Sunday, February 15, 2009

No pedal pushers for Games

No pedal pushers for GamesForget getting ready for the 2010 Commonwealth Games, the faction-ridden Cycling Federation of India (CFI) is yet to select a core group of riders for the quadrennial showpiece the Capital will host.

Even as the Games’ stakeholders get into overdrive sprucing up the city, preparing athletes and world-class infrastructure, absolutely nothing has been done at the ground level to prepare cyclists for the showpiece event, expected to cost the country in excess of Rs 1,000 crores. “We have selected the core group of athletes in each and every discipline long time back but cycling has become a real problem for us,” conceded a senior Sports Ministry official.

“The CFI is mired in litigations. We always hit a dead end whenever we sit down to select the core group of 50-60 cyclists. How can we chalk out a programme when we don’t have records, list of cyclists, their performance etc? Here we are building a velodrome worth crores and we don’t even have the list of cyclists who would be competing in the Games,” the official said.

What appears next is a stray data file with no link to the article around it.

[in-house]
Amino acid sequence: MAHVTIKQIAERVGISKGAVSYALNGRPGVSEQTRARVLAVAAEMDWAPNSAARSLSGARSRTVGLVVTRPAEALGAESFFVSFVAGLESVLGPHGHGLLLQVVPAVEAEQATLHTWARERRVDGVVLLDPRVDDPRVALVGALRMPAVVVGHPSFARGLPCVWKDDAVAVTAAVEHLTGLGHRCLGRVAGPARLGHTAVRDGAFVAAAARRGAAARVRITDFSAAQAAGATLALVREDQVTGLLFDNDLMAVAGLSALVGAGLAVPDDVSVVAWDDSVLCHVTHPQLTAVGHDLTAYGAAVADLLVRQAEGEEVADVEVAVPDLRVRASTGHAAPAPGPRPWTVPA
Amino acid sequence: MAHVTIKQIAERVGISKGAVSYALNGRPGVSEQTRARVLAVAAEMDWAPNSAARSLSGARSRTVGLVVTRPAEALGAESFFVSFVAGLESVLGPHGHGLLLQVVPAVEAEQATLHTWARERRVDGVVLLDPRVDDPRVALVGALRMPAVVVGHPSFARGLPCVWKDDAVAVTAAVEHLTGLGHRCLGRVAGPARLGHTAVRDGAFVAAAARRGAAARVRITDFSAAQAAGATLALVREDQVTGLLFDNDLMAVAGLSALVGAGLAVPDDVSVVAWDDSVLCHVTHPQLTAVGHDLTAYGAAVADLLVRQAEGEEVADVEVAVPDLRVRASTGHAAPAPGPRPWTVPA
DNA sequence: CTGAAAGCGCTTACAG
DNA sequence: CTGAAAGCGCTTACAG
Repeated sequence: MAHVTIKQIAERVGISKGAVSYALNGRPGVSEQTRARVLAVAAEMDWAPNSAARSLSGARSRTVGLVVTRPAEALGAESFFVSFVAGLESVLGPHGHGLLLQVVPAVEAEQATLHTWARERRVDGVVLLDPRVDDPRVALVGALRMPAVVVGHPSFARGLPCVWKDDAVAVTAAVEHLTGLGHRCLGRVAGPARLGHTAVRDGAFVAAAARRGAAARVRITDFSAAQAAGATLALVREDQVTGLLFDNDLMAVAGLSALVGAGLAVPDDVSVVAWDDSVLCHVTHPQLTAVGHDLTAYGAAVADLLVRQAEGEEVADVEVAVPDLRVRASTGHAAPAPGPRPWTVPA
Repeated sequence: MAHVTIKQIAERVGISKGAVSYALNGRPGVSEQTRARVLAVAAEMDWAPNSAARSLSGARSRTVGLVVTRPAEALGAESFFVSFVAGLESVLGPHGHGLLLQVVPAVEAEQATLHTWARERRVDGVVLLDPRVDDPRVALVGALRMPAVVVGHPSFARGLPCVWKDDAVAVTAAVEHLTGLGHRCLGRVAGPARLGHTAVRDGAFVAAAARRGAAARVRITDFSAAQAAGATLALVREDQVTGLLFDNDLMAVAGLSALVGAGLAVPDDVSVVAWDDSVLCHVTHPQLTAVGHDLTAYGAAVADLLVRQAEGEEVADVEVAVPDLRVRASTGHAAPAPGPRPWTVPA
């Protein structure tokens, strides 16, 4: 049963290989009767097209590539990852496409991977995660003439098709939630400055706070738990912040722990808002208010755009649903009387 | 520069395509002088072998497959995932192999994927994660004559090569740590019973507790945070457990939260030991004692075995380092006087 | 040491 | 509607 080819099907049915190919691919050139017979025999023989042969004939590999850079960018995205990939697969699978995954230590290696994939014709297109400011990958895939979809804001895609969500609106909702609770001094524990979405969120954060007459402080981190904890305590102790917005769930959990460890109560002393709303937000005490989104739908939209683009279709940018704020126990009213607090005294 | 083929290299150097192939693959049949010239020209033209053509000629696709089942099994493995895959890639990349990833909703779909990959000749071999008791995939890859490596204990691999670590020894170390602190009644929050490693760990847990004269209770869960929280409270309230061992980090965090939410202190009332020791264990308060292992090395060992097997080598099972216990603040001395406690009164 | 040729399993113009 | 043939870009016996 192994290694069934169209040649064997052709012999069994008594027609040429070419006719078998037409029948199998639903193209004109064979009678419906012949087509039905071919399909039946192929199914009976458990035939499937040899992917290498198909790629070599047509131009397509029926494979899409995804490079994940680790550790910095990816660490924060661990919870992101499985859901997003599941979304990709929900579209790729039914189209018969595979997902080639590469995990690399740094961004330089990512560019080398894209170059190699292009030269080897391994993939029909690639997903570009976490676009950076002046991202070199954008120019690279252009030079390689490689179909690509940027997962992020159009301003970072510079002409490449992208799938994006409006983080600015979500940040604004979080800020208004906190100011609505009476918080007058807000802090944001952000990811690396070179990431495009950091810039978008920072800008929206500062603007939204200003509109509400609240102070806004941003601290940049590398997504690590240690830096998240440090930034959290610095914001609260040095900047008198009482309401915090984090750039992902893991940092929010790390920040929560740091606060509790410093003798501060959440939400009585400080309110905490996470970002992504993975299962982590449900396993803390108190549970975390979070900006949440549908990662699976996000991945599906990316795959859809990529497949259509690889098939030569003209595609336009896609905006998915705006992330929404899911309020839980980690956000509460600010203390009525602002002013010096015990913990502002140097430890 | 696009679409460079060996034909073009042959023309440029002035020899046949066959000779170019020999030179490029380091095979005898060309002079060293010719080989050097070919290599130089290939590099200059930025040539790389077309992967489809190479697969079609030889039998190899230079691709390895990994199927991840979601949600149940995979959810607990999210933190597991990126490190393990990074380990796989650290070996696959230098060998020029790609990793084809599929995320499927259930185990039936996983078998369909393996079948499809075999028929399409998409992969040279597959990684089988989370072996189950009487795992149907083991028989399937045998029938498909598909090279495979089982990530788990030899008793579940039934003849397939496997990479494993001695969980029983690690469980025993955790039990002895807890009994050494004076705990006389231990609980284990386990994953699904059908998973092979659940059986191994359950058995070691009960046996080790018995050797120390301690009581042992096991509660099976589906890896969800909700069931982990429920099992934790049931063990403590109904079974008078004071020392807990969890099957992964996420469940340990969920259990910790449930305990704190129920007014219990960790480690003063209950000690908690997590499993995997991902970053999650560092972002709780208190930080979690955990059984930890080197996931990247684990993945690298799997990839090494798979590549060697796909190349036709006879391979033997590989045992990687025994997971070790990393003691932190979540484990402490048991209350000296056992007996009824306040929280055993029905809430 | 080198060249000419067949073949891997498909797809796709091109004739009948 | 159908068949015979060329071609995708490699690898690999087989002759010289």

“There are so many things to be done, like chalking out a programme for them, arranging foreign coaches, sending them on exposure trips, holding camps, assessing their performance etc. It’s a sad situation,” the official said.

It is learnt the government has earmarked Rs 42 crores for training cyclists but there are no takers. Sources said that the Ministry had stopped the funding and grants of the CFI and competitions organised by it are not recognised.

The Ministry has approached the Indian Olympic Association (IOA) for redressal. “Since they are logged in a dispute, things cannot stop. We have asked the IOA to form an ad-hoc committee or send their representatives for the meetings,” said Sport Ministry’s joint-secretary I. Sriniwas. “There are provisions in the IOA to resolve the issues. Once they are able to tell us in a firm manner, we will start the process,” he said.

The root of the problem is the litigation between S.S. Dhindsa, ‘former’ CFI president and MP, and Jaswinder Singh Sandhu, former Agriculture Minister of Haryana. Sandhu had ‘won’ the elections in April last year but Dhindsa filed a petition in court seeking stay.

While Dhindsa, who has served as CFI president for three terms, couldn’t be contacted, the vice-president in Sandhu’s group, S.K. Sharma, said his team had won the elections fair and square and should be heading the CFI. “The Ministry and the IOA should intervene and restore our position. Or, the least the IOA can do is form an ad-hoc panel. At least the process should start,” he said.